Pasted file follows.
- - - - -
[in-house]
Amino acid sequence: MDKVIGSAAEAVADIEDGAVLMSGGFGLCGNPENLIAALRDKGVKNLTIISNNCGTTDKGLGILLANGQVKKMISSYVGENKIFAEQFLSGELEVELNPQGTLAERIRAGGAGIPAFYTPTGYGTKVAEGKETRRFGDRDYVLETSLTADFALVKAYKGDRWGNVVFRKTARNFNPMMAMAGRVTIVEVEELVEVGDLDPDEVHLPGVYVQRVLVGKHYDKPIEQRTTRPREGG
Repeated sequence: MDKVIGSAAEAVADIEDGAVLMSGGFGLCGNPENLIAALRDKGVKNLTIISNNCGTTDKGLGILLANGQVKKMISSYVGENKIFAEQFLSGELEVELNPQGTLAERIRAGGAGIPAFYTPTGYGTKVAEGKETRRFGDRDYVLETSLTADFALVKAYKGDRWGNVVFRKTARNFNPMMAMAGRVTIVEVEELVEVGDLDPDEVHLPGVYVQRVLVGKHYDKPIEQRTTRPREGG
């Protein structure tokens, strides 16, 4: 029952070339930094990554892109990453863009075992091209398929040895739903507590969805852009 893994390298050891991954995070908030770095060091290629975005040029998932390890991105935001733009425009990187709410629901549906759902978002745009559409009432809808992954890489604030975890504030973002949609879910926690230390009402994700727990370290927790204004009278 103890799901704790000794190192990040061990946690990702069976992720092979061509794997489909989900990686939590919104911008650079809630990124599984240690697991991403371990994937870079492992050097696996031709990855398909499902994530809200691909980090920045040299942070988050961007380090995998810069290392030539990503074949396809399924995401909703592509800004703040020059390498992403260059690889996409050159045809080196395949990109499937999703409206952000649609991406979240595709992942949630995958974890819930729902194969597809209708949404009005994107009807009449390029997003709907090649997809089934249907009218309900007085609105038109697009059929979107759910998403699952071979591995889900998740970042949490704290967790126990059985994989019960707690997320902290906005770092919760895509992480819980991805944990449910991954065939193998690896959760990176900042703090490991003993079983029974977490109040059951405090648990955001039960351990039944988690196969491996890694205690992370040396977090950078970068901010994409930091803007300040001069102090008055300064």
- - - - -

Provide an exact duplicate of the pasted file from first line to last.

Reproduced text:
[in-house]
Amino acid sequence: MDKVIGSAAEAVADIEDGAVLMSGGFGLCGNPENLIAALRDKGVKNLTIISNNCGTTDKGLGILLANGQVKKMISSYVGENKIFAEQFLSGELEVELNPQGTLAERIRAGGAGIPAFYTPTGYGTKVAEGKETRRFGDRDYVLETSLTADFALVKAYKGDRWGNVVFRKTARNFNPMMAMAGRVTIVEVEELVEVGDLDPDEVHLPGVYVQRVLVGKHYDKPIEQRTTRPREGG
Repeated sequence: MDKVIGSAAEAVADIEDGAVLMSGGFGLCGNPENLIAALRDKGVKNLTIISNNCGTTDKGLGILLANGQVKKMISSYVGENKIFAEQFLSGELEVELNPQGTLAERIRAGGAGIPAFYTPTGYGTKVAEGKETRRFGDRDYVLETSLTADFALVKAYKGDRWGNVVFRKTARNFNPMMAMAGRVTIVEVEELVEVGDLDPDEVHLPGVYVQRVLVGKHYDKPIEQRTTRPREGG
């Protein structure tokens, strides 16, 4: 029952070339930094990554892109990453863009075992091209398929040895739903507590969805852009 893994390298050891991954995070908030770095060091290629975005040029998932390890991105935001733009425009990187709410629901549906759902978002745009559409009432809808992954890489604030975890504030973002949609879910926690230390009402994700727990370290927790204004009278 103890799901704790000794190192990040061990946690990702069976992720092979061509794997489909989900990686939590919104911008650079809630990124599984240690697991991403371990994937870079492992050097696996031709990855398909499902994530809200691909980090920045040299942070988050961007380090995998810069290392030539990503074949396809399924995401909703592509800004703040020059390498992403260059690889996409050159045809080196395949990109499937999703409206952000649609991406979240595709992942949630995958974890819930729902194969597809209708949404009005994107009807009449390029997003709907090649997809089934249907009218309900007085609105038109697009059929979107759910998403699952071979591995889900998740970042949490704290967790126990059985994989019960707690997320902290906005770092919760895509992480819980991805944990449910991954065939193998690896959760990176900042703090490991003993079983029974977490109040059951405090648990955001039960351990039944988690196969491996890694205690992370040396977090950078970068901010994409930091803007300040001069102090008055300064």